As of November 2020, OpenCell’s first pilot is currently testing more than 1,000 passengers daily on the Isle of Jersey as a part of the Island’s arrivals testing strategy. Small, portable and modular, shipping containers were the ready made answer. OpenCell enlisted multiple collaborators, including Twist Bioscience,to design these biosafety level (BSL) 2+ minilabs,developing an efficient, accurate and reproducible workflow. Twist RNA controls played an essential role in developing this much-needed resource.OpenCell was created to provide space for biotech startups. Lab facilities can be expensive and the team began converting shipping containers in labs in disused land in London.Shipping containers are compact, ubiquitous, inexpensive, potentially portable and can even be stacked to form instant lab complexes. A standard container is 40 feet long and can pack-in a surprising amount of science. Since founding in 2018, OpenCell has built these labs for 70 clients, studying synthetic biology, gene editing, next generation sequencing, therapeutic development, bioelectronics and many other disciplines, providing facilities for even the most cash strapped startups and democratizing science.
This is a wonderful illustration ofhow research should work. A diversegroup of scientists get together tosolve an urgent problem—a solutionthat could help millions. We are proudto have the opportunity to contribute.
EMILY LEPROUST, PHD,CEO AND CO-FOUNDER OF TWIST BIOSCIENCE
The CONTAIN Project
In February 2020, when SARS-CoV-2 emerged as a global threat, the OpenCell team began working on COVID-19 diagnostic testing. Worldwide, millions (possibly billions) of people would need to be tested, and existing facilities would have trouble managing the load. When COVID-19 descended on the UK, they began the design process.“In March, it all hit the fan, and we went from nothing to being shut down,” said OpenCell’s director and co-founder Tom Meany,PhD. “We put out a call through Twitter and other social channels, saying we’re developing a coronavirus diagnostics lab, and we’relooking for collaborators. Hundreds of people got in touch with us.” Help came from a diverse group of academic groups and businesses: Imperial College, King's College, Cardiff University, Effect Engineering and Just-Eat Takeaway.com (a UK version of Uber Eats that is providing software guidance), as well as companies working in the life sciences, like Opentrons, Applied Biosystems and Twist. The key was finding inexpensive, open-source components that would be readily available, overcoming the supply chain pressures many labs had already faced during the pandemic. The result was CONTAIN, an open-source shipping container lab that could enable more widespread coronavirus testing.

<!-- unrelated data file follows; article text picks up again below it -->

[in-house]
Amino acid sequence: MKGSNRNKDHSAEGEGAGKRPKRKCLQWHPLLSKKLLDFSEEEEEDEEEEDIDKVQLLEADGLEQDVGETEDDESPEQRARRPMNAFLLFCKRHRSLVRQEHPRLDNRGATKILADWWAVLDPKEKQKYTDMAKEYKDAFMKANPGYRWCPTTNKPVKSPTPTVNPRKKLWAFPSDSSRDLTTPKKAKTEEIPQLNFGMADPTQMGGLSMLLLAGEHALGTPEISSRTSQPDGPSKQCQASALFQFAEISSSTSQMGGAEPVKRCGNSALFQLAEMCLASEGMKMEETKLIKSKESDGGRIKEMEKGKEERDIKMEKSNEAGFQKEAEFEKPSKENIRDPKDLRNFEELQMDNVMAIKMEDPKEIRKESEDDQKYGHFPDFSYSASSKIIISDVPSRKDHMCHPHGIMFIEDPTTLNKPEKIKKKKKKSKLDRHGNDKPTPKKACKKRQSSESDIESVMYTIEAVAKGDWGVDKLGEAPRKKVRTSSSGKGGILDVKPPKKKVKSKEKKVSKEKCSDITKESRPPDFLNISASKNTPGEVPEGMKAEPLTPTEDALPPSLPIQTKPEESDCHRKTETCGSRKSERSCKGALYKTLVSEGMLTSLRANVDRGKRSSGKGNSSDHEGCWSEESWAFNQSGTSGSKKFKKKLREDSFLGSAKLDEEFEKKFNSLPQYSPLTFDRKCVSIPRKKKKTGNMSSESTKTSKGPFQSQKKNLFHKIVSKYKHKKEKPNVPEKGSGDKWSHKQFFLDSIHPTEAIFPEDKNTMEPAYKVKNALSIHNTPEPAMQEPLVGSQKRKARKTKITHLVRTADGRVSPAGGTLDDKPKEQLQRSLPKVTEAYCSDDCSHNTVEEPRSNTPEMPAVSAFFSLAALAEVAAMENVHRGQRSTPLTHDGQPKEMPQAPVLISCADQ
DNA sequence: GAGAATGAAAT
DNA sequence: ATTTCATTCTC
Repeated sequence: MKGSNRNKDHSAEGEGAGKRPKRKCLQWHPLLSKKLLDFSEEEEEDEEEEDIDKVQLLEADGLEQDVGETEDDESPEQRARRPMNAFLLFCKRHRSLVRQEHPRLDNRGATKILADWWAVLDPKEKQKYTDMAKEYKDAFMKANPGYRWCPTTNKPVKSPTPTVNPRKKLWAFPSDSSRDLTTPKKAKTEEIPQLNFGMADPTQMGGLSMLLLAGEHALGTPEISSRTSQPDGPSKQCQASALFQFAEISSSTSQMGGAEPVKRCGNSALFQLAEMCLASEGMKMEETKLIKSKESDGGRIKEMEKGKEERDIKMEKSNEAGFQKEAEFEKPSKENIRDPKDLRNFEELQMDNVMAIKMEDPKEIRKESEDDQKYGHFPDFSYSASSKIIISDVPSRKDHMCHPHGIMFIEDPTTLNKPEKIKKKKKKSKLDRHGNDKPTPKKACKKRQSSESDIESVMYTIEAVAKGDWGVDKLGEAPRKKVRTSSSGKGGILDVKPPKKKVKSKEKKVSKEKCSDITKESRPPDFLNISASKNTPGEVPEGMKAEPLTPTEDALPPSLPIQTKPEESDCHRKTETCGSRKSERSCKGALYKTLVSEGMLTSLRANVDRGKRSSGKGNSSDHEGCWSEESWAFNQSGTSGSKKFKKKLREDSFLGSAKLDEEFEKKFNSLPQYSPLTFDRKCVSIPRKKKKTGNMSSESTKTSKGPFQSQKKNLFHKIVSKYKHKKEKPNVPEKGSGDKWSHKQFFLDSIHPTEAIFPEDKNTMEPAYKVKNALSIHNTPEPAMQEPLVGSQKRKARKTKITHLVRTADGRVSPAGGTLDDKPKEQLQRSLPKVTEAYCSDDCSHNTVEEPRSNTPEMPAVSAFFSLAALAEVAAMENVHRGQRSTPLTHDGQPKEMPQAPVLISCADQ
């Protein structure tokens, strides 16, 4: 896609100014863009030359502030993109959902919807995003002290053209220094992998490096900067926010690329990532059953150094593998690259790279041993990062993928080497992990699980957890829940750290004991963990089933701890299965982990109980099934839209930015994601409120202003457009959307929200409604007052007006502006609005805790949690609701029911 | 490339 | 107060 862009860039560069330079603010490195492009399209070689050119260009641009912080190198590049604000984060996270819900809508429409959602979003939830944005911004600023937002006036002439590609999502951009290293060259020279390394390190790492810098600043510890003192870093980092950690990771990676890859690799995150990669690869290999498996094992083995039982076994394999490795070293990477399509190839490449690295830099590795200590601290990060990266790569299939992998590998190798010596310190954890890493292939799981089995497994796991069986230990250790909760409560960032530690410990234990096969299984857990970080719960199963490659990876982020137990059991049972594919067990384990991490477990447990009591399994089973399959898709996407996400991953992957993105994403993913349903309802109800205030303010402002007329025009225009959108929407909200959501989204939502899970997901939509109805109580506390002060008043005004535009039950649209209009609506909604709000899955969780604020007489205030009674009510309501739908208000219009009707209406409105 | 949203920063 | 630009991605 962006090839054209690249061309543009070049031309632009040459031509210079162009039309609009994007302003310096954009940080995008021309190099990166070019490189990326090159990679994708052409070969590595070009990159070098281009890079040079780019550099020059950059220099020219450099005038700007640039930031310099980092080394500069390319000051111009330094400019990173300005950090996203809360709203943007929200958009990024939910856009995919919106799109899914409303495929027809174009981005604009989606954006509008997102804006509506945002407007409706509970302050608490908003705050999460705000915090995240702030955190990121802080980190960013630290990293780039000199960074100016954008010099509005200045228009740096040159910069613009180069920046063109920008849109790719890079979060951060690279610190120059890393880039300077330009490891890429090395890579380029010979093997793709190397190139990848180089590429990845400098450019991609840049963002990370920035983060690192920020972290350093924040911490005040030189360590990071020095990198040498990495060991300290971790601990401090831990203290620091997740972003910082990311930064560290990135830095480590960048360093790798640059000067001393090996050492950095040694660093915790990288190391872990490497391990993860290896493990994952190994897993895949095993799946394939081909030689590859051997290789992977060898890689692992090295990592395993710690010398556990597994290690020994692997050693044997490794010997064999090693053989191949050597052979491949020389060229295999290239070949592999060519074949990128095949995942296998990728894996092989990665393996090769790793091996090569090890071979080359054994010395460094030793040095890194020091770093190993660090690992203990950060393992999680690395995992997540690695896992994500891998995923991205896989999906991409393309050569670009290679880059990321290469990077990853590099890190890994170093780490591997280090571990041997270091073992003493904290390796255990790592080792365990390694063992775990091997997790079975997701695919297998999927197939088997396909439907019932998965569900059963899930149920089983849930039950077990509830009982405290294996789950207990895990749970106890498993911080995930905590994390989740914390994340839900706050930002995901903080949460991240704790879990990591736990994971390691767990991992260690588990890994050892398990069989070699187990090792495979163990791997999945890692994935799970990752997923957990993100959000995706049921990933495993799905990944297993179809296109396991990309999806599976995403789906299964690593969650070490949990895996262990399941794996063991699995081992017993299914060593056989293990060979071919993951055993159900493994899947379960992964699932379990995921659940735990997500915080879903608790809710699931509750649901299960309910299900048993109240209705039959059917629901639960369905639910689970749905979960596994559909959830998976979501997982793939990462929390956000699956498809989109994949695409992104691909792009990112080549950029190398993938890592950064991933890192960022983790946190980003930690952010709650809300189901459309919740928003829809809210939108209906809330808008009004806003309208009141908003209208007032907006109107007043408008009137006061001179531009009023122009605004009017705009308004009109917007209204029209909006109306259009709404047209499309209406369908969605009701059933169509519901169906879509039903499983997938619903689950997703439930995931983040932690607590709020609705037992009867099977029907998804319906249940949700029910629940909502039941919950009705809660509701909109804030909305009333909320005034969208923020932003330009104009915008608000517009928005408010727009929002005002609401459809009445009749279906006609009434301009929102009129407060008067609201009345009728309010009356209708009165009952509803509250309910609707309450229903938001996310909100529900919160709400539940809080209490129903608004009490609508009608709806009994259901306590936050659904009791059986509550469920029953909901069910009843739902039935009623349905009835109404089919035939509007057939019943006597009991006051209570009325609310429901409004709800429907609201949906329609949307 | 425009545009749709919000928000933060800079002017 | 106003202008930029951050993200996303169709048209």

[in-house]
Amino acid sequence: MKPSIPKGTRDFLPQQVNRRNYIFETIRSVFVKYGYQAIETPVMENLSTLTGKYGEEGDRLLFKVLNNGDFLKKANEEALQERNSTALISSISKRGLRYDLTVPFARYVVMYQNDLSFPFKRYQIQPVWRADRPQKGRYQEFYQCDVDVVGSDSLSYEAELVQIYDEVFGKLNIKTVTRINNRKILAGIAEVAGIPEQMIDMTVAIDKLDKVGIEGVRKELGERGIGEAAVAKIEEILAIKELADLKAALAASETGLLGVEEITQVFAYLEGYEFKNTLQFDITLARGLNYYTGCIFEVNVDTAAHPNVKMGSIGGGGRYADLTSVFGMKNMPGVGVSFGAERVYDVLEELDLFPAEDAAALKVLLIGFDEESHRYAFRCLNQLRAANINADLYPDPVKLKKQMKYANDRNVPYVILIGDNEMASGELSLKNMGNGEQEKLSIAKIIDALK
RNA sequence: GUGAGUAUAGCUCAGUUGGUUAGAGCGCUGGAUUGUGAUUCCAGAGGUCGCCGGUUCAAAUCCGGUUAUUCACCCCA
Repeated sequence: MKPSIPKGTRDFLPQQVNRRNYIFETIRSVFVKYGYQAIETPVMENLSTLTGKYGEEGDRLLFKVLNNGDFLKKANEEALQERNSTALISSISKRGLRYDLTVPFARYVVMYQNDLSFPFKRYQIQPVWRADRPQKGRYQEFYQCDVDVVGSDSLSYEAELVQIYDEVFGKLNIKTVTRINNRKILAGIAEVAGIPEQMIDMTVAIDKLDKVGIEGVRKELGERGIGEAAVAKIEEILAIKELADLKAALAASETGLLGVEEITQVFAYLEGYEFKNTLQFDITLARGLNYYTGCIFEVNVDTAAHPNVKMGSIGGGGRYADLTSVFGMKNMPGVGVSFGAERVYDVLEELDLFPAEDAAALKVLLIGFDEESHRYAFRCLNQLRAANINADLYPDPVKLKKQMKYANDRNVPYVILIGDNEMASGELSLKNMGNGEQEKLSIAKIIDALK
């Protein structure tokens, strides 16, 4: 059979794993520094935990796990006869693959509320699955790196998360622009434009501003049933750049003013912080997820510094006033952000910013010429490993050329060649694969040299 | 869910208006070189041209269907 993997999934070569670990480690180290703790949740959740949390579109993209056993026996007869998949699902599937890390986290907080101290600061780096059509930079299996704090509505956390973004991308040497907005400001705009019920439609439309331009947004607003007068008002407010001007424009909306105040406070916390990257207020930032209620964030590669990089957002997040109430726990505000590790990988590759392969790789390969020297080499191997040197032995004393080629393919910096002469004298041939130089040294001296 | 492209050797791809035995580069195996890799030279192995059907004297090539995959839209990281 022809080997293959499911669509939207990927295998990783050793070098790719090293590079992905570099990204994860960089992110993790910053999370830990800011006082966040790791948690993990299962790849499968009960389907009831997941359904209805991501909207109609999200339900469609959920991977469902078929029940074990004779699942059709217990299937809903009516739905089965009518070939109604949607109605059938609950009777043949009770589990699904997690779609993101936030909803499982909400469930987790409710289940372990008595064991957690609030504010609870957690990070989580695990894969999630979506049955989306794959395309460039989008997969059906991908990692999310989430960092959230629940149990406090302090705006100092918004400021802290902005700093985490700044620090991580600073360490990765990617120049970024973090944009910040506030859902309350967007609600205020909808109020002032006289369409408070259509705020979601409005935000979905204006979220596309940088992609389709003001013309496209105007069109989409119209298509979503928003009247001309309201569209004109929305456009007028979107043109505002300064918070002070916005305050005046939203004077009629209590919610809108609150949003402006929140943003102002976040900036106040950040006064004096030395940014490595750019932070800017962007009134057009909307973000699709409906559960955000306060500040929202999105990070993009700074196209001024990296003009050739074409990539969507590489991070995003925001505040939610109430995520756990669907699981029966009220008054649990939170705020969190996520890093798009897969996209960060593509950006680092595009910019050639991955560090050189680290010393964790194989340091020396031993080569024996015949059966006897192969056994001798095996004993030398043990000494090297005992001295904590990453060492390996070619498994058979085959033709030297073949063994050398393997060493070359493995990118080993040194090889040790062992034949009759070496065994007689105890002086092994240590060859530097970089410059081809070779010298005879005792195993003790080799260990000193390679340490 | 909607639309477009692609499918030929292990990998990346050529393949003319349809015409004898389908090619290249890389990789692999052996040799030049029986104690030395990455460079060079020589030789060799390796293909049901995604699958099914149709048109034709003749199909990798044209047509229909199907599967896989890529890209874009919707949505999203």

The Twist advantage came in right at the point of optimization,We were having a lot of trouble figuring out how to debug the system, runningthrough our workflows and figuring out how to test if our assay had worked.Twist put out a technical note in March about their RNA controls, and thatwas exactly what we needed. They got them to us in days and we startedspiking saliva samples with known concentrations of the control andusing that to validate our entire workflow.
TOM MEANY, PHD, OPENCELL DIRECTOR AND CO-FOUNDER